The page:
33. 33.
    Kim DK, Bridges CB, Harriman KH (2015) Advisory committee on immunization practices recommended immunization schedule for adults aged 19 years or older—United States, 2015. MMWR Morb Mortal Wkly Rep 64:91–92PubMedPubMedCentralGoogle Scholar
  34. 34.
    Staples JE, Monath TP, Gershman MD, Barrett ADT (2018) Yellow fever vaccines. In: Plotkin SA, Orenstein WA, Offit PA, Edwards KM (eds) Plotkin’s vaccines. Elsevier, Philadelphia, pp 1181–1265CrossRefGoogle Scholar
  35. 35.
    World Health Organization (2018) A global strategy to eliminate yellow fever epidemics 2017–2026. World Health Organization, GenevaGoogle Scholar
  36. 36.
    Casey RM, Harris JB, Ahuka-Mundeke S, Dixon MG, Kizito GM, Nsele PM, Umutesi G, Laven J, Kosoy O, Paluku G, Gueye AS, Hyde TB, Ewetola R, Sheria GKM, Muyembe-Tamfum J-J, Staples JE (2018) Immunogenicity of fractional-dose vaccine during a yellow fever outbreak—final report. N Engl J Med 381:444–454PubMedCrossRefPubMedCentralGoogle Scholar
  37. 37.
    Halperin SA, Bettinger JA, Greenwood B, Harrison LH, Jelfs J, Ladhani SN, McIntyre P, Ramsay ME, Safadi MA (2012) The changing and dynamic epidemiology of meningococcal disease. Vaccine 30(Suppl 2):B26–B36PubMedCrossRefPubMedCentralGoogle Scholar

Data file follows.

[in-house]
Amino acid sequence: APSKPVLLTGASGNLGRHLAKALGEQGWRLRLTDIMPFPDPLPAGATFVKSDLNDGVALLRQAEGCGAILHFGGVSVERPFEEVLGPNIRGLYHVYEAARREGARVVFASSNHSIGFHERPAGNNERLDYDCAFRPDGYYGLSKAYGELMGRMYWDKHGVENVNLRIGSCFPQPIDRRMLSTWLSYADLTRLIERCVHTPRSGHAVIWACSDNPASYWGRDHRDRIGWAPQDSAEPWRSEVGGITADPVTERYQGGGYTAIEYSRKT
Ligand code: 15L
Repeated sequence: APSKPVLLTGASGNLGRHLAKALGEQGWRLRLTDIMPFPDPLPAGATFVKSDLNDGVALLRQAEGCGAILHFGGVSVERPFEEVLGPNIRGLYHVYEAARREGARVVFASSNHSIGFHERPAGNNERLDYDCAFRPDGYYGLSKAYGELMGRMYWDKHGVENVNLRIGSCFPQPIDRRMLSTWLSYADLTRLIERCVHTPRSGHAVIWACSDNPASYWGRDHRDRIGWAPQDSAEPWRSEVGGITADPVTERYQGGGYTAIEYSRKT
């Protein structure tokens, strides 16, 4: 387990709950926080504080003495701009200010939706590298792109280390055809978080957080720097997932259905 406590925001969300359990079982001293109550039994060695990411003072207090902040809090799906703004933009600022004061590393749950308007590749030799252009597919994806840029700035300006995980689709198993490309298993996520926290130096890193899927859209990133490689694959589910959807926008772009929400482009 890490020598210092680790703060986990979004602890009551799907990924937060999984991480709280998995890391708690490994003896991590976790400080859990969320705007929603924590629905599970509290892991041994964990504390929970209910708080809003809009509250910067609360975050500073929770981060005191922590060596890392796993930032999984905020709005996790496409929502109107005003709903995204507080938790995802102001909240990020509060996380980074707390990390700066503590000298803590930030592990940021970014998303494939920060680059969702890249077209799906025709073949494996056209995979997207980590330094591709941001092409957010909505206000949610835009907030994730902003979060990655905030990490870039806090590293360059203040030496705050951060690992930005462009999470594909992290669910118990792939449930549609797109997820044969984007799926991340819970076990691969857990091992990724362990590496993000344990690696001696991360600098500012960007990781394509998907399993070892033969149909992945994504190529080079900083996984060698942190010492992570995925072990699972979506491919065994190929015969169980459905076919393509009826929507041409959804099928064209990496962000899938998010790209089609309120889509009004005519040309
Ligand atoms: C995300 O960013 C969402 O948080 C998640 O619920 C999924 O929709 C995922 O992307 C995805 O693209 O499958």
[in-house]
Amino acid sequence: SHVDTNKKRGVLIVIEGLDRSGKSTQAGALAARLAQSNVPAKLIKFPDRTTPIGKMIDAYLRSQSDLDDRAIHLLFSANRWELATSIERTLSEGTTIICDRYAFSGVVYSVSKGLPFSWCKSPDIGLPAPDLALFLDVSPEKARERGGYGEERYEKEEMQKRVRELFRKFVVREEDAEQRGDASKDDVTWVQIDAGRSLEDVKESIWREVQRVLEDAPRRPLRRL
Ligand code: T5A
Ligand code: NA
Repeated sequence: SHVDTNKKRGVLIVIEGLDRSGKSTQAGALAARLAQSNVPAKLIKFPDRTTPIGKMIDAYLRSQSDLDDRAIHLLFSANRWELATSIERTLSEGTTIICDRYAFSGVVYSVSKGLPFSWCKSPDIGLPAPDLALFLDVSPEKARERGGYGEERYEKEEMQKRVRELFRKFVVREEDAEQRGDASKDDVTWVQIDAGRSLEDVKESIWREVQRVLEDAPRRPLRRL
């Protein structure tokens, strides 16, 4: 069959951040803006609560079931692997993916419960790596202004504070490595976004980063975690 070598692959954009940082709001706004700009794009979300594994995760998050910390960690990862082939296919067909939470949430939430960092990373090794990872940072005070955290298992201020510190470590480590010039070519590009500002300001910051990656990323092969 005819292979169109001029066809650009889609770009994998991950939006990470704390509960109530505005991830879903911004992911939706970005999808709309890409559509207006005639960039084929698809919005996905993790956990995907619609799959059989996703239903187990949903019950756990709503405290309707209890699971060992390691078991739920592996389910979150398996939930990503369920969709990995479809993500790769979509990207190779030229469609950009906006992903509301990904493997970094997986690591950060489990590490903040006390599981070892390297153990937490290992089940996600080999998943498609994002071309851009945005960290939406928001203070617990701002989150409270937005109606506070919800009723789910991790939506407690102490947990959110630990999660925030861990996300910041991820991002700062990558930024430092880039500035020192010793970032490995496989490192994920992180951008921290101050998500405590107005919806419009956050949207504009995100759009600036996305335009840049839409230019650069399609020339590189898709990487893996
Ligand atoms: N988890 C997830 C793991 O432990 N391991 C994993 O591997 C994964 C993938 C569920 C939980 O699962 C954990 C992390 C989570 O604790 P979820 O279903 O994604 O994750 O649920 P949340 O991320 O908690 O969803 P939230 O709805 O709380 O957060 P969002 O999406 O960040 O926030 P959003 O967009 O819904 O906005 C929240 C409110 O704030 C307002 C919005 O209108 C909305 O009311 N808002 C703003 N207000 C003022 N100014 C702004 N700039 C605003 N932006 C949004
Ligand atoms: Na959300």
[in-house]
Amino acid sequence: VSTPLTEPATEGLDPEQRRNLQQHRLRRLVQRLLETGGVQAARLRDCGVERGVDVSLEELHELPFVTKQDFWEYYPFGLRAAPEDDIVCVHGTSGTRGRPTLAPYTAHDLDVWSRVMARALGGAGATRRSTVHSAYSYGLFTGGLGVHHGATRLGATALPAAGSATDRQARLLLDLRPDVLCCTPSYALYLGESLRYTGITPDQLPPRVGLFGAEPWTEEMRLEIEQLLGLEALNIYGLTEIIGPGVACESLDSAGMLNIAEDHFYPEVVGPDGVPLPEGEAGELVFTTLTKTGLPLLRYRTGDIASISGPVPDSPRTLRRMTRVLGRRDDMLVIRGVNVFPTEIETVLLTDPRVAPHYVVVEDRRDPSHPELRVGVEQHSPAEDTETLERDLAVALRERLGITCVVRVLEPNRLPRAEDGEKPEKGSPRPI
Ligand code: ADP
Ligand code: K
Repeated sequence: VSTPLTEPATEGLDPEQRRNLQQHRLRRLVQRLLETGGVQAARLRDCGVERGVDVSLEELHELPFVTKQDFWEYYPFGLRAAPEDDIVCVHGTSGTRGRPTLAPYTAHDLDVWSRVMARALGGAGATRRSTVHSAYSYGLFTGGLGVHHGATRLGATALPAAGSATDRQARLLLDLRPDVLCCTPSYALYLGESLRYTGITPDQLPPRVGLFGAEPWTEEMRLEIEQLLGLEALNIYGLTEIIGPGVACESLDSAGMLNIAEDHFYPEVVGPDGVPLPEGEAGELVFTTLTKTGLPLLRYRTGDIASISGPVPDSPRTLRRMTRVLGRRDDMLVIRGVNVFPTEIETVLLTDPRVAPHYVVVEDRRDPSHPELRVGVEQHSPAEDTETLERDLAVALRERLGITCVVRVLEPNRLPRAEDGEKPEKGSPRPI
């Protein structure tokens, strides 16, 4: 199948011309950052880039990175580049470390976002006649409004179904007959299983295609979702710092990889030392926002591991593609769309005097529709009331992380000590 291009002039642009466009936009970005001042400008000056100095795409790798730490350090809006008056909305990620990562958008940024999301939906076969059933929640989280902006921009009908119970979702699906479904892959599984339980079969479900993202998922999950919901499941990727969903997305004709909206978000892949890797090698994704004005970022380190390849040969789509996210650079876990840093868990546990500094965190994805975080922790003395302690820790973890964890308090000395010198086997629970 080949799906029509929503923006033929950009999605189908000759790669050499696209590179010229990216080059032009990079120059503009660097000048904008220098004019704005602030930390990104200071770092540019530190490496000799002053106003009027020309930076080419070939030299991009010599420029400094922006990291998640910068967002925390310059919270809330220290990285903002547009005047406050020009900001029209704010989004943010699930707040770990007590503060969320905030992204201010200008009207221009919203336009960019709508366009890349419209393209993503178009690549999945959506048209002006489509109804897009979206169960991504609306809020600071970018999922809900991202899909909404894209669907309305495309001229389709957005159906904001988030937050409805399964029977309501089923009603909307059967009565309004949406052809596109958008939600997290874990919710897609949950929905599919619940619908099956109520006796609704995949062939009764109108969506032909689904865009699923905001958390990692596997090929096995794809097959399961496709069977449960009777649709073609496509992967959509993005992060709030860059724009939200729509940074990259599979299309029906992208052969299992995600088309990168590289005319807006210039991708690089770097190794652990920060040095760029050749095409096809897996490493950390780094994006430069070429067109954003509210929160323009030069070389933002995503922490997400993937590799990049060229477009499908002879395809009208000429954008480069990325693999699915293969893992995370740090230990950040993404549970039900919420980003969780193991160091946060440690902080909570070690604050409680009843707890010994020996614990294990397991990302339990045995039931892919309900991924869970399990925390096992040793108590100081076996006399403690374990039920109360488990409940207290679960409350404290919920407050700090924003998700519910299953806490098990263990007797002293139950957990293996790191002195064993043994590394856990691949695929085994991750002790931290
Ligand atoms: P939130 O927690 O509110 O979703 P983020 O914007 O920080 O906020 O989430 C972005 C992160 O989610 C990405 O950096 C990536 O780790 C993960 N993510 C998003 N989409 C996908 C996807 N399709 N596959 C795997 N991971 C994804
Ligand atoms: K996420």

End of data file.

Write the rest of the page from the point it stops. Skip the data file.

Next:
38. 38.
    Ramsay ME, Andrews N, Kaczmarski EB, Miller E (2001) Efficacy of meningococcal serogroup C conjugate vaccine in teenagers and toddlers in England. Lancet 357:195–196PubMedCrossRefPubMedCentralGoogle Scholar
  39. 39.
    World Health Organization (2019) Immunization. Accessed 8 Aug 2019
  40. 40.
    Mustapha MM, Harrison LH (2018) Vaccine prevention of meningococcal disease in Africa: major advances, remaining challenges. Hum Vaccines Immunother 14:1107–1115CrossRefGoogle Scholar
  41. 41.
    Bryan P, Seabroke S, Wong J, Donegan K, Webb E, Goldsmith C, Vipond C, Feavers I (2018) Safety of multicomponent meningococcal group B vaccine (4CMenB) in routine infant immunisation in the UK: a prospective surveillance study. Lancet Child Adolesc Health 2:395–403PubMedCrossRefPubMedCentralGoogle Scholar
  42. 42.
    Parikh SR, Andrews NJ, Beebeejaun K, Campbell H, Ribeiro S, Ward C, White JM, Borrow R, Ramsay ME, Ladhani SN (2016) Effectiveness and impact of a reduced infant schedule of 4CMenB vaccine against group B meningococcal disease in England: a national observational cohort study. Lancet 388:2775–2782PubMedCrossRefPubMedCentralGoogle Scholar
  43. 43.
    Kuhdari P, Stefanati A, Lupi S, Valente N, Gabutti G (2016) Meningococcal B vaccination: real-world experience and future perspectives. Pathog Glob Health 110:148–156PubMedPubMedCentralCrossRefGoogle Scholar